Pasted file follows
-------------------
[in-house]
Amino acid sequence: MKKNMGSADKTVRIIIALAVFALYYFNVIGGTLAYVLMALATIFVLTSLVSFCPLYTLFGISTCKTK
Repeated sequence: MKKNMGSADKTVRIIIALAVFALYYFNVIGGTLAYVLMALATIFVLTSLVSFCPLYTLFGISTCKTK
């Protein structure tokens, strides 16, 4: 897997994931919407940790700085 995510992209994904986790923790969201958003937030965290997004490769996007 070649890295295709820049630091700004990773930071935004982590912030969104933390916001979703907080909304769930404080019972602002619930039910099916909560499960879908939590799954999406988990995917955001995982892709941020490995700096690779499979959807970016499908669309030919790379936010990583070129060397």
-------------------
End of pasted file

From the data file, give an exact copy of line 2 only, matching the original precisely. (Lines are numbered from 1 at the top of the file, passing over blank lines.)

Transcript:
Amino acid sequence: MKKNMGSADKTVRIIIALAVFALYYFNVIGGTLAYVLMALATIFVLTSLVSFCPLYTLFGISTCKTK